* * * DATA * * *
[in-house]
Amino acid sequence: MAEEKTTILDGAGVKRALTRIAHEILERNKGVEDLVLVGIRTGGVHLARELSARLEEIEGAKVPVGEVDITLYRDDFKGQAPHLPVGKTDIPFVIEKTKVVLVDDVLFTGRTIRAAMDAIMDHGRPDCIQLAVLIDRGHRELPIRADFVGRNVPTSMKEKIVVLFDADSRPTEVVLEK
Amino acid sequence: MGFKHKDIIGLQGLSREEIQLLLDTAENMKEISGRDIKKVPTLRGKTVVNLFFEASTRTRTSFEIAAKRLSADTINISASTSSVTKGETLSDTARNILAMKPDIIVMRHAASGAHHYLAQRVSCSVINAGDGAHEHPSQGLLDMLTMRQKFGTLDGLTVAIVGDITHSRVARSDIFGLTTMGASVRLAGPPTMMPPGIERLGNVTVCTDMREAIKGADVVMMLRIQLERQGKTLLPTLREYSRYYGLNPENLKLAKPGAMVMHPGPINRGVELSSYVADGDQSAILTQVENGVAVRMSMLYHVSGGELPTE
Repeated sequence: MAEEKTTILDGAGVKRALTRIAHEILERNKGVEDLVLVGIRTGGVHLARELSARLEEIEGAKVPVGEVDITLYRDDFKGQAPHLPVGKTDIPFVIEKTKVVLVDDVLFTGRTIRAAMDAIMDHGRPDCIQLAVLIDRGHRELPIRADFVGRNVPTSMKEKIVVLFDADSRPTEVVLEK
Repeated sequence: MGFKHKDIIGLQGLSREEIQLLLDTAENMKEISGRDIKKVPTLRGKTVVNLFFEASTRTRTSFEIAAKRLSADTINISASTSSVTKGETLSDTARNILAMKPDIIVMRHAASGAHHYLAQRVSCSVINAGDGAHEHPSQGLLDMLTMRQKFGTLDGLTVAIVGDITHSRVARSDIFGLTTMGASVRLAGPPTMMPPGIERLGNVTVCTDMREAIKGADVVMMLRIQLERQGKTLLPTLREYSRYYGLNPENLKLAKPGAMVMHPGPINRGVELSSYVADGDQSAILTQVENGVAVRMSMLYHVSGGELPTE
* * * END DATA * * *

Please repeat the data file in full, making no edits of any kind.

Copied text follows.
[in-house]
Amino acid sequence: MAEEKTTILDGAGVKRALTRIAHEILERNKGVEDLVLVGIRTGGVHLARELSARLEEIEGAKVPVGEVDITLYRDDFKGQAPHLPVGKTDIPFVIEKTKVVLVDDVLFTGRTIRAAMDAIMDHGRPDCIQLAVLIDRGHRELPIRADFVGRNVPTSMKEKIVVLFDADSRPTEVVLEK
Amino acid sequence: MGFKHKDIIGLQGLSREEIQLLLDTAENMKEISGRDIKKVPTLRGKTVVNLFFEASTRTRTSFEIAAKRLSADTINISASTSSVTKGETLSDTARNILAMKPDIIVMRHAASGAHHYLAQRVSCSVINAGDGAHEHPSQGLLDMLTMRQKFGTLDGLTVAIVGDITHSRVARSDIFGLTTMGASVRLAGPPTMMPPGIERLGNVTVCTDMREAIKGADVVMMLRIQLERQGKTLLPTLREYSRYYGLNPENLKLAKPGAMVMHPGPINRGVELSSYVADGDQSAILTQVENGVAVRMSMLYHVSGGELPTE
Repeated sequence: MAEEKTTILDGAGVKRALTRIAHEILERNKGVEDLVLVGIRTGGVHLARELSARLEEIEGAKVPVGEVDITLYRDDFKGQAPHLPVGKTDIPFVIEKTKVVLVDDVLFTGRTIRAAMDAIMDHGRPDCIQLAVLIDRGHRELPIRADFVGRNVPTSMKEKIVVLFDADSRPTEVVLEK
Repeated sequence: MGFKHKDIIGLQGLSREEIQLLLDTAENMKEISGRDIKKVPTLRGKTVVNLFFEASTRTRTSFEIAAKRLSADTINISASTSSVTKGETLSDTARNILAMKPDIIVMRHAASGAHHYLAQRVSCSVINAGDGAHEHPSQGLLDMLTMRQKFGTLDGLTVAIVGDITHSRVARSDIFGLTTMGASVRLAGPPTMMPPGIERLGNVTVCTDMREAIKGADVVMMLRIQLERQGKTLLPTLREYSRYYGLNPENLKLAKPGAMVMHPGPINRGVELSSYVADGDQSAILTQVENGVAVRMSMLYHVSGGELPTE